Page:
It was a blood-curdling discovery. The mummy of a young man with his hands and feed bound, his face contorted in an eternal scream of pain. But who was he and how did he die?
On a scorching hot day at the end of June 1886, Gaston Maspero, head of the Egyptian Antiquities Service, was unwrapping the mummies of the 40 kings and queens found a few years earlier in an astonishing hidden cache near the Valley of the Kings.
The 1881 discovery of the tombs, in the Deir El Bahri valley, 300 miles south of Cairo, had been astonishing and plentiful. Hidden from the world for centuries were some of the great Egyptian pharaohs - Rameses the Great, Seti I and Tuthmosis III. Yet this body, buried alongside them, was different, entombed inside a plain, undecorated coffin that offered no clues to the deceased's identity.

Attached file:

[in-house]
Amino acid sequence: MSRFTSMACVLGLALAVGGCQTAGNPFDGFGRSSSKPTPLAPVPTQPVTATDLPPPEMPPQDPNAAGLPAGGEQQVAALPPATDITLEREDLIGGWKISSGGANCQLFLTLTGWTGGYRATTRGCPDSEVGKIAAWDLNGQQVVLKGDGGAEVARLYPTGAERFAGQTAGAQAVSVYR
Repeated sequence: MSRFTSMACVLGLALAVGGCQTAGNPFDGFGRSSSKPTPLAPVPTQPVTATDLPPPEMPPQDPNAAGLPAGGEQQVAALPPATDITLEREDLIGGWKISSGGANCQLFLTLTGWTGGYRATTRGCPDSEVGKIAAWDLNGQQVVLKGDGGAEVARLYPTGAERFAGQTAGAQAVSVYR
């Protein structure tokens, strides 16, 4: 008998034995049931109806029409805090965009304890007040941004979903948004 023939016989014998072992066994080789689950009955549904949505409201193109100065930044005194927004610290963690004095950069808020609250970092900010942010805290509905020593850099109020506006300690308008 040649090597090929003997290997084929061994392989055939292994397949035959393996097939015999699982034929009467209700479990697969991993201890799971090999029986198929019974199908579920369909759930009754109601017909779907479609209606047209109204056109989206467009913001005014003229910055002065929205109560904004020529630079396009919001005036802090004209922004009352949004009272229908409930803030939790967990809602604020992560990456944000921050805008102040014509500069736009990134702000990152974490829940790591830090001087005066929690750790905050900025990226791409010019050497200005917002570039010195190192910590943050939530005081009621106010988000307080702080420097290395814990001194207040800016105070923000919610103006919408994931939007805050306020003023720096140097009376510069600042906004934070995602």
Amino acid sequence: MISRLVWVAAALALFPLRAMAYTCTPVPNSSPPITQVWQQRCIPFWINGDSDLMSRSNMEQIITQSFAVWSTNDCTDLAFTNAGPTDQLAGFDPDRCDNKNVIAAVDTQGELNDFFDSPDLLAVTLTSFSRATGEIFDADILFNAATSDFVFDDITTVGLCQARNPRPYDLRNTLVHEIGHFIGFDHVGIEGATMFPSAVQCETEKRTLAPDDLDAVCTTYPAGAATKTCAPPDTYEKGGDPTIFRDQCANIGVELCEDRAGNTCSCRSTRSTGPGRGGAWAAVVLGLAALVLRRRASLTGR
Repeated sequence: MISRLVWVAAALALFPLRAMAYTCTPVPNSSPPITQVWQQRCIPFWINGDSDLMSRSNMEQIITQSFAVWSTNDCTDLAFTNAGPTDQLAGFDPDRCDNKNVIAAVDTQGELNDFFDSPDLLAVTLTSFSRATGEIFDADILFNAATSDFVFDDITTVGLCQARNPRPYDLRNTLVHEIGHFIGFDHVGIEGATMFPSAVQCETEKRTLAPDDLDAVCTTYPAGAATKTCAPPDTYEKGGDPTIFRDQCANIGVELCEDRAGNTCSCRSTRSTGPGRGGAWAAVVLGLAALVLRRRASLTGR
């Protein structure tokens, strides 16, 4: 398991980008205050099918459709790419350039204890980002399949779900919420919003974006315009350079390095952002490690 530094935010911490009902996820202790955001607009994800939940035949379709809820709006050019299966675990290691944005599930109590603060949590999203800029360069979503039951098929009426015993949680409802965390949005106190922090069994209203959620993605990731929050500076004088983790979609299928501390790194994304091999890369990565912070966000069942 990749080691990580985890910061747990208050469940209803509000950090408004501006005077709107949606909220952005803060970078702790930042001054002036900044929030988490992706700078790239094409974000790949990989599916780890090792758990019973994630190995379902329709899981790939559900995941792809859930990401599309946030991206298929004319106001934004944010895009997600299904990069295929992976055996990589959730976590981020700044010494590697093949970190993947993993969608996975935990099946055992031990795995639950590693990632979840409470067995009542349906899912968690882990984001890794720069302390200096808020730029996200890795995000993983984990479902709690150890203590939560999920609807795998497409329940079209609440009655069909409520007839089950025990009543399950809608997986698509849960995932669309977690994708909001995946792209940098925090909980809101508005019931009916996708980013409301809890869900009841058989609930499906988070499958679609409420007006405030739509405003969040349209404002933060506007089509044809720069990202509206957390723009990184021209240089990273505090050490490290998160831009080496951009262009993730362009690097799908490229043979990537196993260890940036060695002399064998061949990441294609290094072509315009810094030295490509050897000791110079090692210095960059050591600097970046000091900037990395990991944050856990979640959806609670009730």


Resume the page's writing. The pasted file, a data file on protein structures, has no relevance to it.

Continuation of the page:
It was an unexpected puzzle and, once the coffin was opened, Maspero found himself even more shocked.
There, wrapped in a sheep or goatskin - a ritually unclean object for ancient Egyptians - lay the body of a young man, his face locked in an eternal blood-curdling scream. It was a spine-tingling sight, and one that posed even more troubling questions: here was a mummy, carefully preserved, yet caught in the moment of death in apparently excrutiating pain.
He had been buried in exalted company, yet been left without an inscription, ensuring he would be consigned to eternal damnation, as the ancient Egyptians believed identity was the key to entering the afterlife. Moreover, his hands and feet had been so tightly bound that marks still remained on the bones.
Who could he be, this screaming man, assigned the anonymous label 'Man E' in the absence of a proper name?
Sunday, November 09, 2008
Mystery of the screaming mummy